The House of Lords debated the Levelling Up Bill in its second reading on 17th January 2023. The Bishop of Carlisle spoke in the debate, focusing on health inequalities between the North and South of England:
The Lord Bishop of Carlisle: My Lords, in the brief time available, I will address health inequalities between the north of England, where I live, and the south, and their implications for levelling up and regeneration. Health inequalities are defined as avoidable, unfair and systematic differences in health between different groups of people. In 2010, Sir Michael Marmot conducted his celebrated review into such inequalities, in the hope that this might lead to some improvement. Instead, we have seen an increase, rather than a reduction, of such inequalities over the last 12 years. For instance, life expectancy in deprived areas of the north-east is at least five years lower than it is in similar areas here in London. A baby boy born in Blackpool today can expect an additional 17 years of poor health compared with a baby born in Richmond upon Thames. People in all social groups in the north of England, male and female, are consistently less healthy than those in the south, and premature death rates are about 20% higher across all age groups in the north, due not least to lower lifetime chances.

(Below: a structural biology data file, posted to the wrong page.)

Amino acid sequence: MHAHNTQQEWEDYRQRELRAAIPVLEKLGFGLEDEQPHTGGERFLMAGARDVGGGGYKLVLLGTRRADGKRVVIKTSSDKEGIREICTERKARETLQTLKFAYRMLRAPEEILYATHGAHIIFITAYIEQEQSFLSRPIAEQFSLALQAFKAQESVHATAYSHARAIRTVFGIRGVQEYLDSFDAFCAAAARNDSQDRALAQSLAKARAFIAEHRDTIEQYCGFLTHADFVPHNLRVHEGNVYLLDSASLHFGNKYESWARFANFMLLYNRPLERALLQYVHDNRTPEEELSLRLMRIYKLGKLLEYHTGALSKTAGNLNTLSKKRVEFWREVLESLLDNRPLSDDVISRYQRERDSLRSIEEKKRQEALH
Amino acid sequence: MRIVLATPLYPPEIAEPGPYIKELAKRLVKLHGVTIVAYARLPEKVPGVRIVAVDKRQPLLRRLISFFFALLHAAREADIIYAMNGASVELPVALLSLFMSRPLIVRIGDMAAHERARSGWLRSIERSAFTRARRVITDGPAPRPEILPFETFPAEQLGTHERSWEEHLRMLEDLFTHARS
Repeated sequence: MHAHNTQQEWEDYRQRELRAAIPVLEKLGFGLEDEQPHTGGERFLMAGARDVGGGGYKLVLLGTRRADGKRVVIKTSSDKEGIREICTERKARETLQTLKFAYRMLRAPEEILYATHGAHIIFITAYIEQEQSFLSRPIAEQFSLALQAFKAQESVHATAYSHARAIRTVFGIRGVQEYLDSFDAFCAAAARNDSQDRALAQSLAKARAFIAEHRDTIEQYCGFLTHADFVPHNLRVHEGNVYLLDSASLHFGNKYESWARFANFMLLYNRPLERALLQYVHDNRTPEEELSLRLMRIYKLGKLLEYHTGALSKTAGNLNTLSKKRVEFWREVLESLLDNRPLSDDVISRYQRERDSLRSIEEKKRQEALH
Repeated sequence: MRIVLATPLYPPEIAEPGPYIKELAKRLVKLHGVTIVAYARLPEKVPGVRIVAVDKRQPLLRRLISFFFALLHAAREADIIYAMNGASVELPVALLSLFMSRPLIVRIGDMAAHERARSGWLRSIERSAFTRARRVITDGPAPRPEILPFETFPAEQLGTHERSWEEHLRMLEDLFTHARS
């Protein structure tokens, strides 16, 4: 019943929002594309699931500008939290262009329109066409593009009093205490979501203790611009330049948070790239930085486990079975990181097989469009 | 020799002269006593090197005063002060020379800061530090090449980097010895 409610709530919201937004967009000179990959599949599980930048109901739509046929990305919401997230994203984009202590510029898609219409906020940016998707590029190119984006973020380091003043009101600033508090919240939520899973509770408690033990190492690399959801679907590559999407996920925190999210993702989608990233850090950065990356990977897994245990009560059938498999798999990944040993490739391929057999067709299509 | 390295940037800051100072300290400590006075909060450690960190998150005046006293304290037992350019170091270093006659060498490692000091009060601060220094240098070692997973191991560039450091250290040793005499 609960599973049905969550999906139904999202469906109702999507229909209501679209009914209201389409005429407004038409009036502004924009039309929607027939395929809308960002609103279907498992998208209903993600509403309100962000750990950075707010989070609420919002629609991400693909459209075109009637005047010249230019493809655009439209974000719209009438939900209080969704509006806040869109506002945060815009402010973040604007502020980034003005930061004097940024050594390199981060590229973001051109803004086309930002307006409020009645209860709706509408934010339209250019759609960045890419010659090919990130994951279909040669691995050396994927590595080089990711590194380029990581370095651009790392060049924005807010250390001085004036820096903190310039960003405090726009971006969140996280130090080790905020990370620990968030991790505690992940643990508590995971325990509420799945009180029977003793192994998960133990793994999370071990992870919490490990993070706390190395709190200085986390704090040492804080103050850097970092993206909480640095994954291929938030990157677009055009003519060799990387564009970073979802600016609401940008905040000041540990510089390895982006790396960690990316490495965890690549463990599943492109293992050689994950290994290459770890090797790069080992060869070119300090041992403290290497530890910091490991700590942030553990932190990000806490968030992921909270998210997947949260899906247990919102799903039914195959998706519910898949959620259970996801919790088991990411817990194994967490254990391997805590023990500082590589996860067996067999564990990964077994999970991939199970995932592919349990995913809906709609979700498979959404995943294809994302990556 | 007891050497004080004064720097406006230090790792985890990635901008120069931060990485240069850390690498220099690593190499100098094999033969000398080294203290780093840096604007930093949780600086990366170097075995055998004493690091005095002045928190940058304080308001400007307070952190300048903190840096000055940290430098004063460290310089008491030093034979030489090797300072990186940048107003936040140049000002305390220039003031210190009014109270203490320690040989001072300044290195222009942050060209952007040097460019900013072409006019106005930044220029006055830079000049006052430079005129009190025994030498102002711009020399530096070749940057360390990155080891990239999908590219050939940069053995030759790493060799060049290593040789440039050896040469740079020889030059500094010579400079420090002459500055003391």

These statistics—there are many more—are a stark reminder that inequalities in health are often closely linked to people’s socioeconomic circumstances. This has been forcefully illustrated by the Covid pandemic, which, in the words of one commentator, exposed “deep fractures of inequality” running across our society. During the first year of the pandemic, the mortality rate was 17% higher in the north than in the south, unemployment was 19% higher and there were significant differences in mental well-being between the north and the south. It is now reckoned that health issues account for about 30% of the gap in productivity between the north and the south.Continue reading “Levelling Up Bill: Bishop of Carlisle speaks on health inqualities”
You must be logged in to post a comment.